In terms of neurophysiology, the EEG signal is thought to primarily reflect excitatory postsynaptic potentials at apical dendrites of cortical pyramidal cells (Brandeis et al., 2009), and the C1 has traditionally been regarded as an index of primary visual cortex activity (Jeffreys & Axford, 1972; Rauss et al., 2011; but see Ales et al., 2010). Inasmuch as our protocol minimized stimulus-specific top-down effects, the present data suggest that the neural mechanism underlying the apparent dampening of LVF responses at higher stimulus densities operates at the input stage to V1, or even earlier at the level of the lateral geniculate nucleus (Halassa & Kastner, 2017). Based on the functional considerations discussed earlier, we propose that more detailed neural representations of the LVF in humans are overlaid by pooling mechanisms that aggregate neural responses in a feature- and location-specific manner. Such feature-by-location-specific pooling could be achieved, for example, by differential scaling of the extent and/or gain of iso-feature suppression (Zhaoping, 2009). However, this interpretation remains speculative given that we tested only a restricted range of stimulus densities to obtain sufficient signal-to-noise ratio in a within-subjects design. Additional experiments are thus needed to verify these claims using a wider range of stimulus densities and different stimulus orientations. In a second step, dedicated manipulations of top-down factors could be employed to test whether feature-specific pooling can be flexibly engaged, for example via top-down gating of lateral interactions in V1 inputs (Chen et al., 2014; Piëch et al., 2013; Schäfer et al., 2007).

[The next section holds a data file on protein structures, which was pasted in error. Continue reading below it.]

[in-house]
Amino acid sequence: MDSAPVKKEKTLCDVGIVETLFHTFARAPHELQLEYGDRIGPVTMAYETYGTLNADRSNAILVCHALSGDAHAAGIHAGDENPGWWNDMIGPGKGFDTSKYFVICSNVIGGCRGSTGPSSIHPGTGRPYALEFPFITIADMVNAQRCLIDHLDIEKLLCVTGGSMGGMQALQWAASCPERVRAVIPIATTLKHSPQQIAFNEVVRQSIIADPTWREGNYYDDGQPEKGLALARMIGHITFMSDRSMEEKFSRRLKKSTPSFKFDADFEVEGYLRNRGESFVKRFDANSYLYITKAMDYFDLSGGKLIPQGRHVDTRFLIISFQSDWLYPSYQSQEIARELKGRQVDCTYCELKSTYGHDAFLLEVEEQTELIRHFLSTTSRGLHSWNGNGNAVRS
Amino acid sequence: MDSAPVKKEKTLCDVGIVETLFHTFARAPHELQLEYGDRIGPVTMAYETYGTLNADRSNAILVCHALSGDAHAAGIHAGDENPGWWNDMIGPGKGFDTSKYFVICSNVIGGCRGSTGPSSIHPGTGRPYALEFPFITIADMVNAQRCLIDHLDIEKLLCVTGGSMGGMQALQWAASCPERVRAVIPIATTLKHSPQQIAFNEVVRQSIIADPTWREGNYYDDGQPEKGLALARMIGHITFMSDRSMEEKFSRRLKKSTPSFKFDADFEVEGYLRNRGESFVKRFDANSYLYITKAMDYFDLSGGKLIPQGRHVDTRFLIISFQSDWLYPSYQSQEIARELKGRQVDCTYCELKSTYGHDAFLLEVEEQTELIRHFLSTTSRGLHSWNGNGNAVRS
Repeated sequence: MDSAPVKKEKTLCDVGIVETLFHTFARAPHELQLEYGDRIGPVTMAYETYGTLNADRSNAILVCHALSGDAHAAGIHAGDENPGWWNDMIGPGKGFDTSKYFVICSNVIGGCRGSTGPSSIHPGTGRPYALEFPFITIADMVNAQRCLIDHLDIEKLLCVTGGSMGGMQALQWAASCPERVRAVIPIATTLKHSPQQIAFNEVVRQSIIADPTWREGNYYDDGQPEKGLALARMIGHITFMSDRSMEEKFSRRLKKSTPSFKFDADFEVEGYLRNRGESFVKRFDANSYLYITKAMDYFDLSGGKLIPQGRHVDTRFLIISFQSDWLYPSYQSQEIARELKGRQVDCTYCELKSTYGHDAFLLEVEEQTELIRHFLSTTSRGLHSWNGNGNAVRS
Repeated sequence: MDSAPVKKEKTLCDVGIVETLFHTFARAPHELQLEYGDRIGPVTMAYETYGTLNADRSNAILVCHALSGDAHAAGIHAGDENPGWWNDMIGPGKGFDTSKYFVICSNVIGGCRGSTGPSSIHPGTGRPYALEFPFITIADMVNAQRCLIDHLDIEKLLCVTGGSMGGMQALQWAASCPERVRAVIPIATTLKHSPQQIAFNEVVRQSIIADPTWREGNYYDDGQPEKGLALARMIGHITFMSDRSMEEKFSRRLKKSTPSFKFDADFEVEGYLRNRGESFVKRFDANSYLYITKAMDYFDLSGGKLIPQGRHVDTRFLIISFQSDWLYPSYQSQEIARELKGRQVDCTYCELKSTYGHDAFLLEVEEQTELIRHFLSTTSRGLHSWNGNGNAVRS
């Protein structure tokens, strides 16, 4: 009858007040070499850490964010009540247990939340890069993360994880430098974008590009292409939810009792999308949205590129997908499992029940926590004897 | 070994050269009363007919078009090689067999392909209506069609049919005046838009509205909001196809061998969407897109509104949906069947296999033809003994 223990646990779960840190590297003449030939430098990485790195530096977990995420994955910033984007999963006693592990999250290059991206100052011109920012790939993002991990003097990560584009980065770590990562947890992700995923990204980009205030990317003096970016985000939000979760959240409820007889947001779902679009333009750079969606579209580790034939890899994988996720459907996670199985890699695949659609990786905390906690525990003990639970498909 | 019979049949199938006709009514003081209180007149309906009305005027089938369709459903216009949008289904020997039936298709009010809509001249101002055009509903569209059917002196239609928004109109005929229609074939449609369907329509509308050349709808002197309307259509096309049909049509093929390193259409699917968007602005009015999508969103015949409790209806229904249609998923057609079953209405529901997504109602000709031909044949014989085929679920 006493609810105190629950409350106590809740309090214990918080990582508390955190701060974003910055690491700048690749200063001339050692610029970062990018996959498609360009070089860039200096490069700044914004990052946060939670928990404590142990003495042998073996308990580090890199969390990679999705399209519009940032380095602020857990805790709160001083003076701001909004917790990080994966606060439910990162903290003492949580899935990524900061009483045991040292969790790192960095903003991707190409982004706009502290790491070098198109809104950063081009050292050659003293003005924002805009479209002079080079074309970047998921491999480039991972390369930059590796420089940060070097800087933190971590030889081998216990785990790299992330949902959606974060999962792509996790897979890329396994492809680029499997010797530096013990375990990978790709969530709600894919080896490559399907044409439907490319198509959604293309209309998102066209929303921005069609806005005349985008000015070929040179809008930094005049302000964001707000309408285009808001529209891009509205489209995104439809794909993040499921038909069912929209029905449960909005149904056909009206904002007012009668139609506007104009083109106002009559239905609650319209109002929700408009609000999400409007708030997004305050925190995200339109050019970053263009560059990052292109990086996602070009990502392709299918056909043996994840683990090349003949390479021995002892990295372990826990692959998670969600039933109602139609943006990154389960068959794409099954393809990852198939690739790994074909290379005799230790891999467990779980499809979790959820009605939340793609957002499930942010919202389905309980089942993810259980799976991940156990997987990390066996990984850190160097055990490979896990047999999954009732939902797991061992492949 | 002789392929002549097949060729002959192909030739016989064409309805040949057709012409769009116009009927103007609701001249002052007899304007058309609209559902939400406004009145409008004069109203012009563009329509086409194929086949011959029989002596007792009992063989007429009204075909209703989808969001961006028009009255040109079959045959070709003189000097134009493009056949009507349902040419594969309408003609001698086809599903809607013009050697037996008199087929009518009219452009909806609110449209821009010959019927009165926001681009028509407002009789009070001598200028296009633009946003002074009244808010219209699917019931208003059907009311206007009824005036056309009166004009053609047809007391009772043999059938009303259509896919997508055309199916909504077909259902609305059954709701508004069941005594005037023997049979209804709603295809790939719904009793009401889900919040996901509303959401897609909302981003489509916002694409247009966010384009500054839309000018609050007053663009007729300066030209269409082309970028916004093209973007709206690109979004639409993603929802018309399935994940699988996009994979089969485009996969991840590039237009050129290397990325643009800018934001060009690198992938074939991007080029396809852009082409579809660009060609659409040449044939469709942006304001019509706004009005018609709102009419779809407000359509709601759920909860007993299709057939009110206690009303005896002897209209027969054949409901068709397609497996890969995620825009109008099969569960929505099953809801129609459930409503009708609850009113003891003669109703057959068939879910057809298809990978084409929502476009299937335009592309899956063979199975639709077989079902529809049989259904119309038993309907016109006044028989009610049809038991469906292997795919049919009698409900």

Importantly, the C1 effects we report appear to be independent of differences emerging at later processing stages. As reviewed by Slotnick (2018), temporal overlap between C1 and the subsequent P1 component may contaminate C1 measurements. This problem is particularly pronounced for LVF stimulation, in which both components are expected to be positive. In the present study, we observe a negative VEP component following LVF C1. The response profiles of both this negative second component, as well as the P1 observed following UVF stimulation, differed substantially from those seen for the preceding C1 in the corresponding hemifield. This reduces the likelihood of C1 peak amplitudes being confounded by differences in the ascending phase of the subsequent VEP components. We and others have previously reported such an apparent polarity reversal immediately following the C1 (Clark et al., 1995; Pourtois et al., 2008; Rauss et al., 2009). The negativity following LVF C1 most likely reflects what Clark et al. (1995) originally termed the N90op: a centrally distributed, occipito-parietal negativity that was present across a wide range of positive and negative stimulus elevations in their study. Interestingly, the same component was not observed in a follow-up study (Di Russo et al., 2002), which used similar procedures, but presented stimuli at 4° eccentricity (as opposed to 8° in the original study). Integrating these results with our data based on much larger stimuli suggests that an N90op is only observed for stimuli located at or covering eccentricities substantially beyond the fovea. The fact that we observe a central N90op distribution is readily explained by our use of bilateral stimulation, whereas Clark et al. (1995) report a slight contralateral shift with unilateral stimulation. Incidentally, this may also explain why we do not observe occipito-temporal activity during the P1 interval for either UVF or LVF stimuli. More detailed mapping experiments using systematic manipulations of stimulus eccentricity and stimulus elevation would be required to determine whether N90op is consistently elicited by UVF stimuli and may often go unnoticed due to its overlap with the preceding, negative C1.